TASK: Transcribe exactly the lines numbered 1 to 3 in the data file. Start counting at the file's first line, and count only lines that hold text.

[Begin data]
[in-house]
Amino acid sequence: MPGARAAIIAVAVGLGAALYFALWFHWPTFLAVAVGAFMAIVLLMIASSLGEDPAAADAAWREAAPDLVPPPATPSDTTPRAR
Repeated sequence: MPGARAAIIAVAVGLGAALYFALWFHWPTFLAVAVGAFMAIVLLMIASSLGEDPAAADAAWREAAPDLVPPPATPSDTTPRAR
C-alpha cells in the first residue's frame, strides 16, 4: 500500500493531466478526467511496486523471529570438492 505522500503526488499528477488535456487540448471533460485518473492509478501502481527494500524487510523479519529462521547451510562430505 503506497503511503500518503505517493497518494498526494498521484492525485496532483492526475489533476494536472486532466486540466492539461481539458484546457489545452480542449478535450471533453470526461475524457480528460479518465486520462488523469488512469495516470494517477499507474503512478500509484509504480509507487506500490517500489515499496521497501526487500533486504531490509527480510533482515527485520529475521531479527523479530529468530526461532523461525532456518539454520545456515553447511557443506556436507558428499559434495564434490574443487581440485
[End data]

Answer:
[in-house]
Amino acid sequence: MPGARAAIIAVAVGLGAALYFALWFHWPTFLAVAVGAFMAIVLLMIASSLGEDPAAADAAWREAAPDLVPPPATPSDTTPRAR
Repeated sequence: MPGARAAIIAVAVGLGAALYFALWFHWPTFLAVAVGAFMAIVLLMIASSLGEDPAAADAAWREAAPDLVPPPATPSDTTPRAR